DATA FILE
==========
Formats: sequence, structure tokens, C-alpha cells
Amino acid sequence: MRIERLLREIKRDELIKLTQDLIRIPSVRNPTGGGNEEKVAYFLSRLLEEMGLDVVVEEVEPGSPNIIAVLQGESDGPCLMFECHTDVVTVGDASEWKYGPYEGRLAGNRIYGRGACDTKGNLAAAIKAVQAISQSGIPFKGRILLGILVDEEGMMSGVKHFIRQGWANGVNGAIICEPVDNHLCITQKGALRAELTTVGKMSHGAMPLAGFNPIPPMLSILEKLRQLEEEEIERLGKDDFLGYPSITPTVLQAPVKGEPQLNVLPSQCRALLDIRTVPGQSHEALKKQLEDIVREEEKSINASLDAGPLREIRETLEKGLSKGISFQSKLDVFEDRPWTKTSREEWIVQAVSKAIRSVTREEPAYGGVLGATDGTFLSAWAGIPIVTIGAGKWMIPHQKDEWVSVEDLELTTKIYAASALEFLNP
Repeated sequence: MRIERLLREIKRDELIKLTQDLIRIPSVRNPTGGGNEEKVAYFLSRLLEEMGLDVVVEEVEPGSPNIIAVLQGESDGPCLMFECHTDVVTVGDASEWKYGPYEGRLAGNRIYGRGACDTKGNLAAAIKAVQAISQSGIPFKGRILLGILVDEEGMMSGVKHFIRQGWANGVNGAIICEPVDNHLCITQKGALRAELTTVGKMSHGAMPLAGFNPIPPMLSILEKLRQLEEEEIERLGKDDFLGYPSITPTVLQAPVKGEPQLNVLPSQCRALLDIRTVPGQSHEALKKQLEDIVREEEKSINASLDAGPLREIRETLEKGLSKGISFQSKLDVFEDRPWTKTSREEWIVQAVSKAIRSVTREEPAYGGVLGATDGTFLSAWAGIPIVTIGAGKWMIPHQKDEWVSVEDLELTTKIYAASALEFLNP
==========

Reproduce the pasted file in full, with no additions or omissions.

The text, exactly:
Formats: sequence, structure tokens, C-alpha cells
Amino acid sequence: MRIERLLREIKRDELIKLTQDLIRIPSVRNPTGGGNEEKVAYFLSRLLEEMGLDVVVEEVEPGSPNIIAVLQGESDGPCLMFECHTDVVTVGDASEWKYGPYEGRLAGNRIYGRGACDTKGNLAAAIKAVQAISQSGIPFKGRILLGILVDEEGMMSGVKHFIRQGWANGVNGAIICEPVDNHLCITQKGALRAELTTVGKMSHGAMPLAGFNPIPPMLSILEKLRQLEEEEIERLGKDDFLGYPSITPTVLQAPVKGEPQLNVLPSQCRALLDIRTVPGQSHEALKKQLEDIVREEEKSINASLDAGPLREIRETLEKGLSKGISFQSKLDVFEDRPWTKTSREEWIVQAVSKAIRSVTREEPAYGGVLGATDGTFLSAWAGIPIVTIGAGKWMIPHQKDEWVSVEDLELTTKIYAASALEFLNP
Repeated sequence: MRIERLLREIKRDELIKLTQDLIRIPSVRNPTGGGNEEKVAYFLSRLLEEMGLDVVVEEVEPGSPNIIAVLQGESDGPCLMFECHTDVVTVGDASEWKYGPYEGRLAGNRIYGRGACDTKGNLAAAIKAVQAISQSGIPFKGRILLGILVDEEGMMSGVKHFIRQGWANGVNGAIICEPVDNHLCITQKGALRAELTTVGKMSHGAMPLAGFNPIPPMLSILEKLRQLEEEEIERLGKDDFLGYPSITPTVLQAPVKGEPQLNVLPSQCRALLDIRTVPGQSHEALKKQLEDIVREEEKSINASLDAGPLREIRETLEKGLSKGISFQSKLDVFEDRPWTKTSREEWIVQAVSKAIRSVTREEPAYGGVLGATDGTFLSAWAGIPIVTIGAGKWMIPHQKDEWVSVEDLELTTKIYAASALEFLNP